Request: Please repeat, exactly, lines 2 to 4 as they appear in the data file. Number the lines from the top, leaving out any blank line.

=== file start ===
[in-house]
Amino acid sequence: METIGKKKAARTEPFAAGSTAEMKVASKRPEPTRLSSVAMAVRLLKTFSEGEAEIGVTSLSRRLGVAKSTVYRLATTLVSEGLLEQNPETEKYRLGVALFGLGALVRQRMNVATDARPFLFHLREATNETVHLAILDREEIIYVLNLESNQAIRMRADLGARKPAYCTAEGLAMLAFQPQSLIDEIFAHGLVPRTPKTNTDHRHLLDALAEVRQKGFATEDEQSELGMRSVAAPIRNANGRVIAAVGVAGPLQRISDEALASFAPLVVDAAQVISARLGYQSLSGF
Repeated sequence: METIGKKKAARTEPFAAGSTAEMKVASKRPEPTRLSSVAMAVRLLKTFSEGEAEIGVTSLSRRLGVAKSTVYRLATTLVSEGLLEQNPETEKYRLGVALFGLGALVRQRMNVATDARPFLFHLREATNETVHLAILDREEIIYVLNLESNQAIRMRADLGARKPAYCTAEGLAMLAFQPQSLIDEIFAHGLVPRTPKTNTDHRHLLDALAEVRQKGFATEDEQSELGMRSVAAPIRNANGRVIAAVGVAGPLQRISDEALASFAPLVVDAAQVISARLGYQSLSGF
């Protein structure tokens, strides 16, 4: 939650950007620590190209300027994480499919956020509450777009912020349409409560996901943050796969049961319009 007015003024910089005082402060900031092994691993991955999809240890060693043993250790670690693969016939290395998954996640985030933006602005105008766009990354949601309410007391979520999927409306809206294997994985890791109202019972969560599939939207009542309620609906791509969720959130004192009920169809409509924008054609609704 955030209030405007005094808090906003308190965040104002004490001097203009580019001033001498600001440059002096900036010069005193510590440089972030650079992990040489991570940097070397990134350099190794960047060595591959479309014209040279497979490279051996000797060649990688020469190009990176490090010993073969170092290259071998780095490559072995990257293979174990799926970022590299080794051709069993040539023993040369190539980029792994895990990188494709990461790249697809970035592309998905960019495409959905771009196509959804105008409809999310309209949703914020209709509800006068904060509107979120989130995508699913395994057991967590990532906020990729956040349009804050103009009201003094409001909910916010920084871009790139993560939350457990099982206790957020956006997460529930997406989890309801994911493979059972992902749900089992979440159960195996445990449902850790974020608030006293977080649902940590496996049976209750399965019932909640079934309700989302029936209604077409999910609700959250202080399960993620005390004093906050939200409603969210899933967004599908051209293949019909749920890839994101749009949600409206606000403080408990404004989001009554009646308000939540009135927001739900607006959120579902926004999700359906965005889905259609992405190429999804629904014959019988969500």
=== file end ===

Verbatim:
Amino acid sequence: METIGKKKAARTEPFAAGSTAEMKVASKRPEPTRLSSVAMAVRLLKTFSEGEAEIGVTSLSRRLGVAKSTVYRLATTLVSEGLLEQNPETEKYRLGVALFGLGALVRQRMNVATDARPFLFHLREATNETVHLAILDREEIIYVLNLESNQAIRMRADLGARKPAYCTAEGLAMLAFQPQSLIDEIFAHGLVPRTPKTNTDHRHLLDALAEVRQKGFATEDEQSELGMRSVAAPIRNANGRVIAAVGVAGPLQRISDEALASFAPLVVDAAQVISARLGYQSLSGF
Repeated sequence: METIGKKKAARTEPFAAGSTAEMKVASKRPEPTRLSSVAMAVRLLKTFSEGEAEIGVTSLSRRLGVAKSTVYRLATTLVSEGLLEQNPETEKYRLGVALFGLGALVRQRMNVATDARPFLFHLREATNETVHLAILDREEIIYVLNLESNQAIRMRADLGARKPAYCTAEGLAMLAFQPQSLIDEIFAHGLVPRTPKTNTDHRHLLDALAEVRQKGFATEDEQSELGMRSVAAPIRNANGRVIAAVGVAGPLQRISDEALASFAPLVVDAAQVISARLGYQSLSGF
């Protein structure tokens, strides 16, 4: 939650950007620590190209300027994480499919956020509450777009912020349409409560996901943050796969049961319009 007015003024910089005082402060900031092994691993991955999809240890060693043993250790670690693969016939290395998954996640985030933006602005105008766009990354949601309410007391979520999927409306809206294997994985890791109202019972969560599939939207009542309620609906791509969720959130004192009920169809409509924008054609609704 955030209030405007005094808090906003308190965040104002004490001097203009580019001033001498600001440059002096900036010069005193510590440089972030650079992990040489991570940097070397990134350099190794960047060595591959479309014209040279497979490279051996000797060649990688020469190009990176490090010993073969170092290259071998780095490559072995990257293979174990799926970022590299080794051709069993040539023993040369190539980029792994895990990188494709990461790249697809970035592309998905960019495409959905771009196509959804105008409809999310309209949703914020209709509800006068904060509107979120989130995508699913395994057991967590990532906020990729956040349009804050103009009201003094409001909910916010920084871009790139993560939350457990099982206790957020956006997460529930997406989890309801994911493979059972992902749900089992979440159960195996445990449902850790974020608030006293977080649902940590496996049976209750399965019932909640079934309700989302029936209604077409999910609700959250202080399960993620005390004093906050939200409603969210899933967004599908051209293949019909749920890839994101749009949600409206606000403080408990404004989001009554009646308000939540009135927001739900607006959120579902926004999700359906965005889905259609992405190429999804629904014959019988969500």